Quebec refused to endorse the constitution accepted by the other nine Canadian provinces because it does not recognize Canada as 'two distinct societies' -- French and English -- or give Quebec full power over language and educational matters.
'It is a constitution which belongs to English Canada,' Quebec Vice-Premier Jacques-Yvan Morin said. 'So much the better if they rejoice, but there is nothing for us to rejoice about.''
In Montreal, an estimated 15,000 people responded to the Parti Quebecois' call for Quebecers to march through the streets to protest the constitution and display the fleur-de-lis flag in a show of pride in French Quebec.
Leading the two-mile march was Quebec Vice-Premier Jacques-Yvan Morin, who has condemned the constitution as 'illegitimate' because it 'reduces Quebec's distinct character and entrenches inequality between English and French Canada.'
Quebec refused to join the other nine provinces in endorsing the constitution because it did not recognize Canada as 'two distinct societies' -- French and English -- or give Quebec power over linguistic and educational matters.
'It is a constitution which belongs to English Canada,' Morin said. 'So much the better if they rejoice, but there is nothing for us to rejoice about.'
In her nationwide address, however, the queen told all Canadians the new constitution should be regarded as only a foundation on which they can work together to strengthen the country.
'We must realize ... that no law by itself cancreate or maintain a free society or a united society, or a fair society,' she said.
'It is the commitment of the people that alone can transform a printed constitution or charter into a living and dynamic reality.
'The strength of Canada's new constitution lies not in the words it contains, but in the foundation upon which it rests, the desire of the people of Canada that their country remain strong and united.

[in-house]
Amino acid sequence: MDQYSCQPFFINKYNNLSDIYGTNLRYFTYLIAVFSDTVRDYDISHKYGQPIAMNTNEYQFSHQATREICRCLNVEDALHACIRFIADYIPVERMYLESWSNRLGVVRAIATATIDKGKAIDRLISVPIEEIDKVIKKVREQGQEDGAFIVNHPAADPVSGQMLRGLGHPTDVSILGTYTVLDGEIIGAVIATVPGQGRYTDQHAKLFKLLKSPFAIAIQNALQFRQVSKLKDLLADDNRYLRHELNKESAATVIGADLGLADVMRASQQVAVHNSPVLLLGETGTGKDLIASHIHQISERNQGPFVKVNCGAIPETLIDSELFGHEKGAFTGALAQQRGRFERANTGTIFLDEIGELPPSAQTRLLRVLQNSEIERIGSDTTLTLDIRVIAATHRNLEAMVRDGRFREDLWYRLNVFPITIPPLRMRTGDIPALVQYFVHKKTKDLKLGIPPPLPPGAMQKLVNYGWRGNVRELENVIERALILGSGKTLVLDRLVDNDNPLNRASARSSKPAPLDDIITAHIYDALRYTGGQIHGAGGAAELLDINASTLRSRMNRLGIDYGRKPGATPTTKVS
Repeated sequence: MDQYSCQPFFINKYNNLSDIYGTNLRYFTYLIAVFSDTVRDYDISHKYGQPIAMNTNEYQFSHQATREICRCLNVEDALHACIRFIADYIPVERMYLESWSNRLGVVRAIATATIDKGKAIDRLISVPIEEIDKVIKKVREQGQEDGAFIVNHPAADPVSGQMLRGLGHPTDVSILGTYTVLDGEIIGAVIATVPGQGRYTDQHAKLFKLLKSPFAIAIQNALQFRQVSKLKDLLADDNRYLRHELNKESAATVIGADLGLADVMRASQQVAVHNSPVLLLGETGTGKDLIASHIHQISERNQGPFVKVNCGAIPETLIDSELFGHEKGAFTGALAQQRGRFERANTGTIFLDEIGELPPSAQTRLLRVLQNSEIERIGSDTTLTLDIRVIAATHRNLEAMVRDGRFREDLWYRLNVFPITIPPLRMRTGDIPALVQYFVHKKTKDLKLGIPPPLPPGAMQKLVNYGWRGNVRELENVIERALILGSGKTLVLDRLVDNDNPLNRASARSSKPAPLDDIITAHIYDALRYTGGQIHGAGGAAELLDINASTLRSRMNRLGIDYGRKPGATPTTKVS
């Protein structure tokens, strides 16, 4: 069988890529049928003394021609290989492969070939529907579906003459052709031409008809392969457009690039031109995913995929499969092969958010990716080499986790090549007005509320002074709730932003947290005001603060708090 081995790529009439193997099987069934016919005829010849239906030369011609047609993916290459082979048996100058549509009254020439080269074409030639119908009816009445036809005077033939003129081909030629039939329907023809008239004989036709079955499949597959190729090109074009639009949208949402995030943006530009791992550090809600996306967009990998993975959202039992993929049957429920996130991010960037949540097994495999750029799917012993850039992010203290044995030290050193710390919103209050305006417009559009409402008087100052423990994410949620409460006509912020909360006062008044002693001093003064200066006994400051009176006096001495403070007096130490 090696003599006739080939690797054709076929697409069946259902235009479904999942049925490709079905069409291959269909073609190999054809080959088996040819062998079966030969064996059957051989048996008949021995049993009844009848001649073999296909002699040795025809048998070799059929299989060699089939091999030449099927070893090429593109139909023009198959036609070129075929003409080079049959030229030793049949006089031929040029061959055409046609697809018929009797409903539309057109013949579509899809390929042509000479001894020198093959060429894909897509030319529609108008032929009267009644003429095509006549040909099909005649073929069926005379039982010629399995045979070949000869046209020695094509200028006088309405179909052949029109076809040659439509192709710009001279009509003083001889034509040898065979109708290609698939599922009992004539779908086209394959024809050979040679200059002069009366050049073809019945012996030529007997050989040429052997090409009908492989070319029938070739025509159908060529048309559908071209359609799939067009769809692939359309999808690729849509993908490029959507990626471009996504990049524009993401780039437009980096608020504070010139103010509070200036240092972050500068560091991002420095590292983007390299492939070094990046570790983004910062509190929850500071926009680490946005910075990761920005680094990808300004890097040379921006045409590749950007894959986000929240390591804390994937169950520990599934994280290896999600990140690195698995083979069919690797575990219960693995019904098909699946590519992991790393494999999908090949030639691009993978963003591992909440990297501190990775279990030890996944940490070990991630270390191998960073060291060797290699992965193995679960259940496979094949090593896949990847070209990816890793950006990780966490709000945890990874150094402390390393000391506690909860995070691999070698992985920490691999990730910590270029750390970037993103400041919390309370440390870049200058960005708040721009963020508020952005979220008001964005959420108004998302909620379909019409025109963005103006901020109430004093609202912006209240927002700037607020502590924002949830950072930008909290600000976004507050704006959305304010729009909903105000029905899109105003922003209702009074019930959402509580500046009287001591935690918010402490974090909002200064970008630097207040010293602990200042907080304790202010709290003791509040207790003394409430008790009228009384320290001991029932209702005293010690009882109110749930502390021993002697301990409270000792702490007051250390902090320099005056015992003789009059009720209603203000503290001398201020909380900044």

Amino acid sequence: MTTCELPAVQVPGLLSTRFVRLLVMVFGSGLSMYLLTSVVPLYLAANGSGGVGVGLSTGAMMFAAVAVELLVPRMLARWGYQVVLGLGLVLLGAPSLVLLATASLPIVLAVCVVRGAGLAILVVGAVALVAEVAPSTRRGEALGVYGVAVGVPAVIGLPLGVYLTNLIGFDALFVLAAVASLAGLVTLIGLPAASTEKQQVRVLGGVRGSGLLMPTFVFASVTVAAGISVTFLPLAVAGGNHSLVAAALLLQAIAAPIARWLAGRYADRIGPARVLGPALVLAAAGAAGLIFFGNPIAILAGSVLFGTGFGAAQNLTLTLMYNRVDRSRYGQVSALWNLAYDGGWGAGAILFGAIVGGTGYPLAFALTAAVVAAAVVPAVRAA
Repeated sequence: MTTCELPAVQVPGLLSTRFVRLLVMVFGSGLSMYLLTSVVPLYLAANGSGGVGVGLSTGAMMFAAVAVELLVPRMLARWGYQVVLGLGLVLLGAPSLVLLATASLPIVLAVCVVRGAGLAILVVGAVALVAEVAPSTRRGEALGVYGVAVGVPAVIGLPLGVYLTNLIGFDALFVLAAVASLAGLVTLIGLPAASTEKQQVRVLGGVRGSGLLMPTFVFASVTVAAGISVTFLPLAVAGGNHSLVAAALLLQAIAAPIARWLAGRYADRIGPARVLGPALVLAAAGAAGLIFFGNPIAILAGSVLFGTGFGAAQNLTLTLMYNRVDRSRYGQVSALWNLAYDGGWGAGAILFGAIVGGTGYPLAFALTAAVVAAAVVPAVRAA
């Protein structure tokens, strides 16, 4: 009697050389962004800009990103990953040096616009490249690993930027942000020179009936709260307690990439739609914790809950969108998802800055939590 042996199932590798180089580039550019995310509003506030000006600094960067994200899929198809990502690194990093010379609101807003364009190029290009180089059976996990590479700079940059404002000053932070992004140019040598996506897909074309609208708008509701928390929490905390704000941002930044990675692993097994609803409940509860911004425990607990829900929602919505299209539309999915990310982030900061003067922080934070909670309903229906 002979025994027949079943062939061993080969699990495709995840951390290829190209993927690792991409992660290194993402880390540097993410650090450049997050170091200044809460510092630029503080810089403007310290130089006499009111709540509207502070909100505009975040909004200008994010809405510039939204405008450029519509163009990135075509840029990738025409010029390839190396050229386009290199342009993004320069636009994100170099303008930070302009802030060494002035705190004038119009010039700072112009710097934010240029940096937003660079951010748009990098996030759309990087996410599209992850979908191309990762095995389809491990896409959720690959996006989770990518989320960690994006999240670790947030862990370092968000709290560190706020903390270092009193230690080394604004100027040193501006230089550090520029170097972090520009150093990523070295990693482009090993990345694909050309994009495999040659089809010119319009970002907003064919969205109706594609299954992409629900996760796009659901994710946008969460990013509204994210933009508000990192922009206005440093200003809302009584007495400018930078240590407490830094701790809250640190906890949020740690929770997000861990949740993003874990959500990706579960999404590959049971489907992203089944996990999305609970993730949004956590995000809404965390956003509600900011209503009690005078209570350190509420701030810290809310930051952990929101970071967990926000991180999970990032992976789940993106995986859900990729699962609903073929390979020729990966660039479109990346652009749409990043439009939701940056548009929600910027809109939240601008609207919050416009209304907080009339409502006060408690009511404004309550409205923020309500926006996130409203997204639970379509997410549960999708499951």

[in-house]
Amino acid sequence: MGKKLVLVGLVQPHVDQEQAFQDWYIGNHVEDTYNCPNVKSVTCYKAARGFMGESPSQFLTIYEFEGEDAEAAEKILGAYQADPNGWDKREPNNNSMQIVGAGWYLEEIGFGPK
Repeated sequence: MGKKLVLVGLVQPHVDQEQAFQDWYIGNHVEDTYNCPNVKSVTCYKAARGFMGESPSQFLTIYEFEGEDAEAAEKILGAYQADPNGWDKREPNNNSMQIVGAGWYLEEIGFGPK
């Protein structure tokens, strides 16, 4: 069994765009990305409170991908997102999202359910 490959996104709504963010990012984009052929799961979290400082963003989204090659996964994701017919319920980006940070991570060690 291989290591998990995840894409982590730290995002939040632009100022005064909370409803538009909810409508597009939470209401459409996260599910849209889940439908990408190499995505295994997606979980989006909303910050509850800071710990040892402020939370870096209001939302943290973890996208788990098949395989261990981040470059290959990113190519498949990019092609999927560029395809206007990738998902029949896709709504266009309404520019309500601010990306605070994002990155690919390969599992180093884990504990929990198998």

'That spirit, however assailed it may have been through the years by differences and rivalries, has endured, making the nation a model of freedom, good sense and democracy.'
Canada's development has been the envy of the world since her great-great grandmother, Queen Victoria, gave assent March 29, 1867, to the British North America Act, the monarch said.
But, she added, the BNA act 'could not have anticipated the conditions of national life in 1982 and beyond. The new constitution will usher Canada into a new era and allow Canadians to adapt to 'changing needs and circumstances.'
'Change and movement are essential signs of life,' said the queen, speaking in both English and French.
'It is fitting, therefore, that the main features of Canada's new constitution should be that it strengthens the rights of its people, while establishing a process of amendment which will make needed changes easier to accomplish than they were in the past.'
The queen also lauded the new Charter of Rights and Freedoms which are now enshrined in the new constitution.
'I am glad to see that the equality of women is accorded full respect, that disabled persons are protected against discrimination, and that the rights of the aboriginal people are recognized, with full opportunity for further definition.'
Queen Elizabeth noted a 'historical relationship' between the British royal family and Canada's native people.
'I am therefore particularly pleased that this innate respect for fellow Canadians is also reflected in the willingness of the national and provincial governments to consult with the representatives of native peoples and to work out solutions to longstanding problems of rights and opportunities.'